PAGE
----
Changing room facts for kids
A changing room, locker room, dressing room (usually in a sports, theater or staff context) or changeroom (regional use) is a room or area designated for changing one's clothes. Changing rooms are provided in a semi-public situation to enable people to change clothes in privacy, either individually or on a gender basis.
Separate changing rooms may be provided for men and women, or there may be a non-gender specific open space with individual cubicles or stalls. Sometimes a person may change his or her clothes in a toilet cubicle of a washroom. Many changing rooms include washrooms and showers. Sometimes a changing room exists as a small portion of a washroom. For example, the men's and women's washrooms in Toronto's Dundas Square (which includes a waterplay area) each include a change area which is a blank counter space at the end of a row of sinks. In this case, the facility is primarily a washroom, and its use as a changing room is minimal, since only a small percentage of users change into bathing suits.
Larger changing rooms are usually found at public beaches, or other bathing areas, where most of the space is for changing, and minimal washroom space is included. Beach-style changing rooms are often large open rooms with benches against the walls. Some do not have a roof, providing just the barrier necessary to prevent persons outside from seeing in.
Various types of changing rooms exist.
- Changing stalls are small stalls where clothes can be changed in privacy. They are used for swimming purposes.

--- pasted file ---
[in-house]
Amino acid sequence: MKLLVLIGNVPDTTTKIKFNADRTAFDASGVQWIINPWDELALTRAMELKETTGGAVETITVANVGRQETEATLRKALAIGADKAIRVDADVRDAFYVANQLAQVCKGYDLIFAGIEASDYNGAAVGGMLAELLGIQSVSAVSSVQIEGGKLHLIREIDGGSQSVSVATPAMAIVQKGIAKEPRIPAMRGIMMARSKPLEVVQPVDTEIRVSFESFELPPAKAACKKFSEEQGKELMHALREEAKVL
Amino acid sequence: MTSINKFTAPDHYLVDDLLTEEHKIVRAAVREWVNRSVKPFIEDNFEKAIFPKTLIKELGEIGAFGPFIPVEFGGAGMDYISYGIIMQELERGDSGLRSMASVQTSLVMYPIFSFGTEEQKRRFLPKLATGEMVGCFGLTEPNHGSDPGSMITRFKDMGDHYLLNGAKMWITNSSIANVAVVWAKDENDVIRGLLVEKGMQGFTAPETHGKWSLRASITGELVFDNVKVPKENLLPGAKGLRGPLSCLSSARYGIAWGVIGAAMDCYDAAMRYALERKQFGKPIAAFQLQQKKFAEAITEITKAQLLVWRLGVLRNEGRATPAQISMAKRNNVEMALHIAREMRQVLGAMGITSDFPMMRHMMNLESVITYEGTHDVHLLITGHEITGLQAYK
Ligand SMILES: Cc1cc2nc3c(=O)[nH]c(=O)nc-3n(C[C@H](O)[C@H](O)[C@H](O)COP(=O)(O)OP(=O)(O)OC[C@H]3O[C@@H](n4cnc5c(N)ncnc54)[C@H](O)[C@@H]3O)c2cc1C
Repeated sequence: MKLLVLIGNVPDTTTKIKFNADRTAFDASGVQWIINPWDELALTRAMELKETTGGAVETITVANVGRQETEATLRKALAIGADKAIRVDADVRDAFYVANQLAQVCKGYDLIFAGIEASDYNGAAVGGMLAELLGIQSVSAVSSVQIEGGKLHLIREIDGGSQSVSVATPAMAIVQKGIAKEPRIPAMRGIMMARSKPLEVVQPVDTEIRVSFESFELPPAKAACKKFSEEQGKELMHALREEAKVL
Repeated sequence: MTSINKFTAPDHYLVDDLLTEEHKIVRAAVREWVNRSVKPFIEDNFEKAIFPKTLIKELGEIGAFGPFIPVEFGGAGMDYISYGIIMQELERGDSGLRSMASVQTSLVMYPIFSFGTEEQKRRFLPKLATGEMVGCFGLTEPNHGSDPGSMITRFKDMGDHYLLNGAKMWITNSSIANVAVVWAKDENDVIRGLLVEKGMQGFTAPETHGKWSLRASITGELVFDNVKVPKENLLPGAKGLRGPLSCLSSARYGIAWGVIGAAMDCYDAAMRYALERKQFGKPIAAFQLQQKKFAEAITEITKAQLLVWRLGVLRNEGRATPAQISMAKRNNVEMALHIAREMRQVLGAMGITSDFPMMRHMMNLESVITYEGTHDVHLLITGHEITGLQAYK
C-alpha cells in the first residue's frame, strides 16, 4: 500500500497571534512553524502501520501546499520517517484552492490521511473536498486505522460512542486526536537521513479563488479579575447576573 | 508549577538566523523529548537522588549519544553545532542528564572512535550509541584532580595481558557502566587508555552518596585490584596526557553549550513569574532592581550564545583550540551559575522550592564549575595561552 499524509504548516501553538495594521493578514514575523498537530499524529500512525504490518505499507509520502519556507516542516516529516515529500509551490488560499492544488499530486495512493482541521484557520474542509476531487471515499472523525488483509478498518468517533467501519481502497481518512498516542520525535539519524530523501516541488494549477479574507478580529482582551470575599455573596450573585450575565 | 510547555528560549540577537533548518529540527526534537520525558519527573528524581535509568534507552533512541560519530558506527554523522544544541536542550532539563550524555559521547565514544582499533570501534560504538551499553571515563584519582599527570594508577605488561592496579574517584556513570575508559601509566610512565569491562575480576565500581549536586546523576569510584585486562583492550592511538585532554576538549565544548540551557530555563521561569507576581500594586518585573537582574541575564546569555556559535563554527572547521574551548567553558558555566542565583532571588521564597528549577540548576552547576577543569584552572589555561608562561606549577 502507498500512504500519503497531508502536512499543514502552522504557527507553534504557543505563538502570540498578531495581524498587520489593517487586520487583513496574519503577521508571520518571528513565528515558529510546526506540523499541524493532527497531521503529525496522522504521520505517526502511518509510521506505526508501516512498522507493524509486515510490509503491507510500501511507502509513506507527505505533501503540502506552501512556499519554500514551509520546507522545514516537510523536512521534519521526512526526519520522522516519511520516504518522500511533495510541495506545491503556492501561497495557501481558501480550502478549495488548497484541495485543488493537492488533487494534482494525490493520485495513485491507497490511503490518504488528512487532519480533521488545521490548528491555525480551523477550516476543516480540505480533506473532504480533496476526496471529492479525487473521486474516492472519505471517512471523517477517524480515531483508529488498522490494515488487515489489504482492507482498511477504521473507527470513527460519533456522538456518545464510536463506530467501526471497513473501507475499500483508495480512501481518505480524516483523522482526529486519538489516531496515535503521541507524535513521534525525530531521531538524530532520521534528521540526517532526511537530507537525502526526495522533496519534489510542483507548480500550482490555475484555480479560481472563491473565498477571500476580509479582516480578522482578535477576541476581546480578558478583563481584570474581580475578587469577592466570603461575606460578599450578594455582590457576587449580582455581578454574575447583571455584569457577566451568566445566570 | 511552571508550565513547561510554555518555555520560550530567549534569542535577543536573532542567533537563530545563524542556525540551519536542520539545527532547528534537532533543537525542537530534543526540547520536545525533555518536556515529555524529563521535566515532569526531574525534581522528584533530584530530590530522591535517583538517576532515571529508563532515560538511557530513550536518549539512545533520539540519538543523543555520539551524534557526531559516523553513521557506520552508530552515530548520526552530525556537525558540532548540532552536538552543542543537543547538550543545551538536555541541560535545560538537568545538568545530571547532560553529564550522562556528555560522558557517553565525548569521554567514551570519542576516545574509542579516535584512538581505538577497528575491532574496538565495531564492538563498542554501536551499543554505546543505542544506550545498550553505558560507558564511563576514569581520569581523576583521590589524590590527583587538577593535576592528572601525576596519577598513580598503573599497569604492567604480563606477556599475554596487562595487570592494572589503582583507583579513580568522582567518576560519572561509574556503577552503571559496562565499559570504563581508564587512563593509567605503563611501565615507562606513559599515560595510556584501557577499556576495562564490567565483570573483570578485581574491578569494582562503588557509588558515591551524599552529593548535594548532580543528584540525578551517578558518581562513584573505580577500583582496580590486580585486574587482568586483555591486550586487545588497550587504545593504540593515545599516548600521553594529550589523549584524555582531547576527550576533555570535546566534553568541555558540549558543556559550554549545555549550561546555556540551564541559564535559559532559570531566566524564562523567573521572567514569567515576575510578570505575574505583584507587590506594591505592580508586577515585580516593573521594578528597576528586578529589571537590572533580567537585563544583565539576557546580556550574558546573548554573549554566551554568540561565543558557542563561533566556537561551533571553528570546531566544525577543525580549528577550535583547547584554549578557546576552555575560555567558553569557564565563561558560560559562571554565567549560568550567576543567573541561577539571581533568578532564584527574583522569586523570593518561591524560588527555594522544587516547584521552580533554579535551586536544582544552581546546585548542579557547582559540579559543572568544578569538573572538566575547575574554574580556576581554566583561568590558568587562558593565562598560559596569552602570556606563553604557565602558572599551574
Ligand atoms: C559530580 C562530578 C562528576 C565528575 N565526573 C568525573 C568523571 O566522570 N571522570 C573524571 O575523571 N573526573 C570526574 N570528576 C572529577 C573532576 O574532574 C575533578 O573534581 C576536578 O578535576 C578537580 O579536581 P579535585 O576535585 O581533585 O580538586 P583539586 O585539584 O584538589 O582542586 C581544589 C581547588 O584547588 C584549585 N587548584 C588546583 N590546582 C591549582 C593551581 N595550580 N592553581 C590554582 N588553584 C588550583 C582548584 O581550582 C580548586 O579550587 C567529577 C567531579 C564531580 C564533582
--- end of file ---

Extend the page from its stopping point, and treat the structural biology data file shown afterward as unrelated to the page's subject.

- Locker rooms are usually gender-specific spaces where clothes are changed and stored in lockers. They are often used for swimming or other sporting purposes. They are open spaces with no stalls.
- Fitting rooms, or dressing rooms, are usually small single-user cubicles where a person may try on clothes. These are often found at retail stores where one would want to try on clothes before purchasing them.
- Green rooms and trap rooms are usually mixed-gender backstage or under-stage changing spaces found at theaters and other similar venues.
Changing stalls are small stalls where clothers can be changed in privacy. Clothes are usually stored in lockers. There are usually no separate areas for men and women. They are often combined with gender-separated communal showers. Most public pools have changing facilities of this kind alongside communal changing rooms.
Communal changing rooms
Locker rooms are thus named because they provide lockers for the storage of one's belongings. Alternatively, they may have a locker room attendant who will keep a person's belongings until one comes to retrieve them. Locker rooms are usually open spaces where people change together, but there are separate areas, or separate locker rooms, for men and women. Sometimes they are used in swimming complexes.
Locking devices used in locker rooms have traditionally been key or coin lockers, or lockers that are secured with a combination lock. Newer locker rooms may be automated, with robotic machines to store clothes, with such features as a fingerprint scanner to enrol and for later retrieval. Locker rooms in some waterparks use a microchip equipped wristband. The same wristband that unlocks the lockers can be used to purchase food and drinks and other items in the waterpark.